My personal take on Yes Always.
Yes Always is an anthem. It’s built to be played loud when you need inspiration to get through difficult times. It’s a reminder that you are more resiliant than you think, you just need to dig in to your past experience. Configa sets the scene with the sample on the intro, you know this is not going to just be some fluff of a song.
Musically Configa has crafted an uplifting boom bap back drop to Speech’s lyrics. Even before Speech begins his first verse, the scene is set in sound. Reflections of old school Arrested Development in Speech’s harmony, their even feels like a nod to ATCQ in Speech’s “grunts” (with a nod to Native Tongues in the lyrics later). Before the song even gets going it is enticing the listener to turn it up loud.
Then Speech hits us with the songs theme, his vocal harmonisation perfectly balanced with Configa’s sample vocal stabs.
I don’t know how this works. But a legend from Milwaukee connected with a Phd from Newcastle (in the words of LL “Two Different Worlds”) and they are creating music that embraces and celebrates the whole of HipHop culture.
Opening verse, Speech has never been a slacker on the mic and at 53 years old he approaches it like a blacksmith approaches Damascus steel. You know it’s going to go through some trauma to produce a thing of beauty. I won’t lie, I had to hit Google to get some of the references in the lyrics (even the Black Rob nod). In fact Speech sums the lyrical side of this song best:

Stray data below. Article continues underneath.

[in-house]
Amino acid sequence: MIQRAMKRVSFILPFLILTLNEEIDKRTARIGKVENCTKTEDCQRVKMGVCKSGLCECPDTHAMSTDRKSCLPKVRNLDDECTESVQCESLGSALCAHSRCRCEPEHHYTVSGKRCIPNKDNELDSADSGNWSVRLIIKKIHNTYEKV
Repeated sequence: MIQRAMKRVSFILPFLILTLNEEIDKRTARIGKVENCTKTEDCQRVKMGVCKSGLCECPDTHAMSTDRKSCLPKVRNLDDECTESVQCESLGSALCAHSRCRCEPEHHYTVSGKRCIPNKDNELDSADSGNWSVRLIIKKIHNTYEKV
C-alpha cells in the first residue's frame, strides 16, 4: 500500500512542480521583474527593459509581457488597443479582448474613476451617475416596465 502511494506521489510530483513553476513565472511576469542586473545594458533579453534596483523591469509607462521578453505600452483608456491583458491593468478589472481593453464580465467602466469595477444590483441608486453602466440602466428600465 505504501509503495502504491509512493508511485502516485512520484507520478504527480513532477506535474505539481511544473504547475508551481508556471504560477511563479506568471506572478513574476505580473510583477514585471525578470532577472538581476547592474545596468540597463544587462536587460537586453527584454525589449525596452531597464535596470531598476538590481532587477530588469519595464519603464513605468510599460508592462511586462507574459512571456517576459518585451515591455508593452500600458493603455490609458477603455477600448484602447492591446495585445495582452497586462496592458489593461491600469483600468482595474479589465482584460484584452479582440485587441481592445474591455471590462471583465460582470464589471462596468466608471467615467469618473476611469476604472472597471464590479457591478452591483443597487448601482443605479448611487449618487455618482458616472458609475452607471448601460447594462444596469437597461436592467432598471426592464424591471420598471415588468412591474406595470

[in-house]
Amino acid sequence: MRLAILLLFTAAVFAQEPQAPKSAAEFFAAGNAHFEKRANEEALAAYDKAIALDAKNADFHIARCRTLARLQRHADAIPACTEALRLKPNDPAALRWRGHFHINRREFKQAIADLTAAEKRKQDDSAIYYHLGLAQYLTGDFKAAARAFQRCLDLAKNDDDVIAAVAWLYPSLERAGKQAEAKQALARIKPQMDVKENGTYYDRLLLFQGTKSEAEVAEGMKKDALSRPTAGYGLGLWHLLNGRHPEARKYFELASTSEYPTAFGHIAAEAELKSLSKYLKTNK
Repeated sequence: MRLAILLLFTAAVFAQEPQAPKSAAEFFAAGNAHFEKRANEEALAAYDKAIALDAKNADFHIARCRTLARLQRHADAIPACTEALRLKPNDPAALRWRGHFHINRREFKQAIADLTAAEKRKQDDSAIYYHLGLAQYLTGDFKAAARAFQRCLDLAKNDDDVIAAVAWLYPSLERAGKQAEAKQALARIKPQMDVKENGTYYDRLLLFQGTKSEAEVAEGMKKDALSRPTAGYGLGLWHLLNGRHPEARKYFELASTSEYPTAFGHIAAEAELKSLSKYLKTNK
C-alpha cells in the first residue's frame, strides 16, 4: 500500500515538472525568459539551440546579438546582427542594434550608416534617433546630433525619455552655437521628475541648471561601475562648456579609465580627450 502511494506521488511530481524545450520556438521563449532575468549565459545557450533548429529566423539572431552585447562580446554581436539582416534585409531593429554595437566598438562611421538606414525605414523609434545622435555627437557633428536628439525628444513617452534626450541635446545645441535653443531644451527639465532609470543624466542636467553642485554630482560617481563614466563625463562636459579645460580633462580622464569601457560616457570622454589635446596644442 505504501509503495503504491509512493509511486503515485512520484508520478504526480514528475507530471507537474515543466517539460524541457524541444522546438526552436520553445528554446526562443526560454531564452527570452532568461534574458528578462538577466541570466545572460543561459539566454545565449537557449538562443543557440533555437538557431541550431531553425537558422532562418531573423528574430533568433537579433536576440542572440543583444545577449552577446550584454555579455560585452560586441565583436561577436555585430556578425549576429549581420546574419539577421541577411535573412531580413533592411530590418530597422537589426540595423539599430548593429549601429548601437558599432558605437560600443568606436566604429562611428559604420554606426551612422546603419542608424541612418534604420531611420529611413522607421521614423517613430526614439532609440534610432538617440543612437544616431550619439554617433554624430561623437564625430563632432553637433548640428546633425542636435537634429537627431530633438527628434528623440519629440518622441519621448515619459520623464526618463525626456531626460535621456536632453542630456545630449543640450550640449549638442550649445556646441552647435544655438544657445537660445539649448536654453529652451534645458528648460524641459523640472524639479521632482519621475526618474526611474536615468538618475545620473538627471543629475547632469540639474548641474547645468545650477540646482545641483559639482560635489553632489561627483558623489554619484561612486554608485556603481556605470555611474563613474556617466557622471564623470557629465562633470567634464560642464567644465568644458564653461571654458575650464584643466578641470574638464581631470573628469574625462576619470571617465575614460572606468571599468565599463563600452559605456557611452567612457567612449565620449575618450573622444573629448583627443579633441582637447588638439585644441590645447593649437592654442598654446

Conscious Hip Hop maybe not for tourist
Speech, Yes Always
But that is the beauty of this song. It works for all levels of attention. Cursory level, you’re getting an uplifting head nodder. Deeper level, there is some listening and understanding to be done. I guarantee the more you listen to this the more you’ll get out of it. I’m still trying to work out the Boxter Porsche line – a nod to a mid-life crisis, or Speech saying he earned his rewards the hard way?
Arrested Development have always been very self aware of where they sit within Hip Hop – never the trend, always off kilter. Thats why this line resonated:
Opposite of Muslim, BRING HOME THE BACONSpeech, Yes Always
Thats a hard line, in stark contrast to so much of Hip Hop from the era AD came up in. It took me right back to those times. Weird how certain lyrics hit that way.
Dee-1 closes the song perfectly. I especially liked his lines about looking to the youth for inspiration and energy needed when times are hard. That hit me personally, as I look at my kids and learn from them how to navigate an ever changing world.